When once succession certificate Ex.A3 is filed into the Court, the plaintiff need not prove in this suit that he was adopted son of late Narayanamma and that therefore he is entitled to recover the suit debt as legal heir of the payee. On the basis of mere succession certificate, the plaintiff is entitled to obtain decree in the suit, when there is no dispute about Ex.A1 pronote and when discharge pleaded by the defendant was disbelieved.

Andhra High Court Alla Nagireddy vs G.Narayana Reddy on 1 March, 2013 THE HON'BLE SRI JUSTICE SAMUDRALA GOVINDARAJULU SECOND APPEAL No.1090 OF 1998 01.03.2013 Alla Nagireddy G.Narayana Reddy JUDGMENT: Unfortunate plaintiff, who failed in both the courts below, is the appellant in the second appeal. He filed the suit for recovery of Rs.11,900/- from the defendant on the basis of Ex.A1 promissory note dated 1.7.1979 executed by the defendant in favour of one Narayanamma. Narayanamma is no more. Execution of Ex.A1 pronote by the defendant after receiving the consideration thereunder is admitted. Plea of the defendant is one of discharge of the amount to Narayanamma when she was alive. The trial court disbelieved the plea of discharge. But the trial court, after trial, dismissed the suit on the ground that Ex.A3 succession certificate dated 20.12.1988 in favour of the plaintiff is invalid. On appeal by the plaintiff, the lower appe…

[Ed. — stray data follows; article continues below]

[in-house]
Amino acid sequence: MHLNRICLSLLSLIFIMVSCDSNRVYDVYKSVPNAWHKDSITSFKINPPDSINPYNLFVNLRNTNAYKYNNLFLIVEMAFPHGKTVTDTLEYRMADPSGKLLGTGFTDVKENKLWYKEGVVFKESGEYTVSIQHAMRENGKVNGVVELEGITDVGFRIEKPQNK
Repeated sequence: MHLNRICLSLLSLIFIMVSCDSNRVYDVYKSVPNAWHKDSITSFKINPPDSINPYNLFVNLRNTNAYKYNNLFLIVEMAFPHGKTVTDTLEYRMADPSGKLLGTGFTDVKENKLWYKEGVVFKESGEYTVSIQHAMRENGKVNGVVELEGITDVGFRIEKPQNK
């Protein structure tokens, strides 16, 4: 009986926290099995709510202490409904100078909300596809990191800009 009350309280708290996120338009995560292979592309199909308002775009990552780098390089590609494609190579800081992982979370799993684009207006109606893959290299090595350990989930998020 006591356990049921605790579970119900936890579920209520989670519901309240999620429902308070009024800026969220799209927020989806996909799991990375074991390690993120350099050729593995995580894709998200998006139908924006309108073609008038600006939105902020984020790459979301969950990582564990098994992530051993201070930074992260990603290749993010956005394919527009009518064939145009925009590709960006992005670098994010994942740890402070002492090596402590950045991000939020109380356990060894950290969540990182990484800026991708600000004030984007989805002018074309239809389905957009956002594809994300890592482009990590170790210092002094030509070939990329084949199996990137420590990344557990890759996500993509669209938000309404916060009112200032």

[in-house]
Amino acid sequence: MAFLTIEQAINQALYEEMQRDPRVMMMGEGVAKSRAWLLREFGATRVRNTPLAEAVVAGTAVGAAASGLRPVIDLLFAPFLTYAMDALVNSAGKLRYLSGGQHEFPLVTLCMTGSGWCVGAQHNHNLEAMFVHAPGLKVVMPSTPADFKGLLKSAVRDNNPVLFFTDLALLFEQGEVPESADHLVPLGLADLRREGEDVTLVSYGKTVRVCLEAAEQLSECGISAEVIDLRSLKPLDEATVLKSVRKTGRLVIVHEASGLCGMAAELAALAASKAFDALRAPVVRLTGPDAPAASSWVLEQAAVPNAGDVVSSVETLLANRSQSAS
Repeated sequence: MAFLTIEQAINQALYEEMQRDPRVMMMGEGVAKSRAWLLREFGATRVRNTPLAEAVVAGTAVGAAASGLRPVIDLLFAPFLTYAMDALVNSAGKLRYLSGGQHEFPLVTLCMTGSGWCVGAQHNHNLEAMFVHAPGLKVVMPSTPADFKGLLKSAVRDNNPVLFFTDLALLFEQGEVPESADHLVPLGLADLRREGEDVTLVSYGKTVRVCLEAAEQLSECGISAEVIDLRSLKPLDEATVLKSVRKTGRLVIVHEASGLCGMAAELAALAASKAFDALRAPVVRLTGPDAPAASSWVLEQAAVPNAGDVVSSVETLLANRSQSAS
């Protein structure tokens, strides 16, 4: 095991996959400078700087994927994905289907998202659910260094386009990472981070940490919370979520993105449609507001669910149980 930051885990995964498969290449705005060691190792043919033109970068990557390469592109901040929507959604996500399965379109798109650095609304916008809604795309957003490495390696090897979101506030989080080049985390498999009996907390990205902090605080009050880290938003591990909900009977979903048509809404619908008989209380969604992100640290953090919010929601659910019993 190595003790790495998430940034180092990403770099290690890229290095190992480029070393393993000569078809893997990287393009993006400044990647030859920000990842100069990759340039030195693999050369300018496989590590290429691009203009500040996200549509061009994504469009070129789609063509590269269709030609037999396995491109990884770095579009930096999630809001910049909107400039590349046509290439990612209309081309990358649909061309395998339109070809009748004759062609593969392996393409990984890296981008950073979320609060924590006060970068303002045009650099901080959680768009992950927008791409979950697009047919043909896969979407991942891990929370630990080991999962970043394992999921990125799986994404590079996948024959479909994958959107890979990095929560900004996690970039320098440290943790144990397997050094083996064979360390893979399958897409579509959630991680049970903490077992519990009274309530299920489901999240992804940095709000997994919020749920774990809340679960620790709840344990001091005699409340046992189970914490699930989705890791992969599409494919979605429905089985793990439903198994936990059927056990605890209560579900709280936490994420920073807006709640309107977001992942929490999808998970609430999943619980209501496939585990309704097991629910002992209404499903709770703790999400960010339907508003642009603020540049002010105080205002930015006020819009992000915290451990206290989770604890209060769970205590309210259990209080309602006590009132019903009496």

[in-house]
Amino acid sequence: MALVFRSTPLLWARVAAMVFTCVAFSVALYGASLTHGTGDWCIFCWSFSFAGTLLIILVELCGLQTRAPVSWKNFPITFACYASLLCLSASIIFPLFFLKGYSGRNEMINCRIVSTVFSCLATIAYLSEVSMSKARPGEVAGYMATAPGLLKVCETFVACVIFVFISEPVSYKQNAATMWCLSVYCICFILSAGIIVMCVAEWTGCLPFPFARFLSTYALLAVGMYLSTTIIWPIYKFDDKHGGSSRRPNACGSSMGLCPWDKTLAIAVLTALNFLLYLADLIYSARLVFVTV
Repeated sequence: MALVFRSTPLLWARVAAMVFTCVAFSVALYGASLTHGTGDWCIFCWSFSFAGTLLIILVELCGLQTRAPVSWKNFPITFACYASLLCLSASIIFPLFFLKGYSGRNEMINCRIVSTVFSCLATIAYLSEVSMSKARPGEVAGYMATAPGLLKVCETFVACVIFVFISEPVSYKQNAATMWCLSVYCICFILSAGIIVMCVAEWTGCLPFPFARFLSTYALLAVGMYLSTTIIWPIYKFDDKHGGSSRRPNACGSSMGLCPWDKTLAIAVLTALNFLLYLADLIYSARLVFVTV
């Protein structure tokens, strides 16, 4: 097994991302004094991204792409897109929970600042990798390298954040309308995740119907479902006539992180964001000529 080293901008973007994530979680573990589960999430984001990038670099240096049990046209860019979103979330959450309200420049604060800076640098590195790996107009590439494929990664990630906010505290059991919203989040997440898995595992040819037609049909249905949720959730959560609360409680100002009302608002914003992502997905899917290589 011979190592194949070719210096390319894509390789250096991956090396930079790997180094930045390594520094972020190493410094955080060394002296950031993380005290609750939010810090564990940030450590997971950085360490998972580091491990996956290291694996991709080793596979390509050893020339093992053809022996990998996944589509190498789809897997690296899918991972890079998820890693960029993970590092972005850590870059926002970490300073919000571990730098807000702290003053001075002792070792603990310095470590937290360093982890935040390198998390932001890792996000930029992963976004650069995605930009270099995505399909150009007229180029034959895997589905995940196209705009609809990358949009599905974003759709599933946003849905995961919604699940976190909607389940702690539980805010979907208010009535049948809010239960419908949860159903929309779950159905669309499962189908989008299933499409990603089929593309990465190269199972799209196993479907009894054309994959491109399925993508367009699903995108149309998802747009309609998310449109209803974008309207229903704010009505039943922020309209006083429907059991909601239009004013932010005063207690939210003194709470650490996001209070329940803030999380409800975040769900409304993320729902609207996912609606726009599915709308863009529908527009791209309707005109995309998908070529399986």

This proviso is inserted obviously to ensure that the parties will not unduly prolong the litigation and they are diligent in pursuing the litigation. Therefore, an application for amendment of pleadings filed after commencement of the trial needs to be considered keeping in view the above salutary purpose for which the proviso is inserted. In the written statement, the petitioner averred that he never executed the suit promissory notes in favour of the plaintiff at any point of time, that he never made part payments under the suit promissory notes and that he never endorsed on the backside of the two promissory notes. He has also specifically pleaded that the signatures contained in the promissory notes and payment endorsements are not his signatures and that the suit promissory notes are rank forgery. He has also stated that he has not received any amount under the two suit promissory notes at any point of time. By these pleadings, the petitioner specifically denied the execution of suit promissory notes as well as making of the two alleged endorsements by him besides denying his signatures on the suit promissory notes and alleging that the suit pronotes are rank forgeries. In the face of these averments, this Court is unable to comprehend as to the necessity of the petitioner to file an additional written statement with respect to the alleged endorsements and the purported alterations. If the petitioner has noticed during the cross-examination of the respondent that there were any material alterations at column No.12 and insertion of the signatures of the attestors before filing of the suit, nothing would have prevented him from eliciting these aspects from the evidence of P.W.1 in her cross-examination. The petitioner is silent as to whether any attempt was made by him to elicit answers on these features from P.W.1. In addition to cross-examining P.W.1 on these aspects, the petitioner has an opportunity of adducing his oral evidence wherein he can also bring out the features, which he allegedly noticed during the cross-examination of P.W.1. On these facts, this Court is of the opinion that the application filed for amendment of written statement is a mere ploy or subterfuge evidently to drag on the suit proceedings. Though the lower Court has dismissed the application for different reasons, this Court is of the opinion that there is no necessity for the petitioner to seek amendment of the written statement.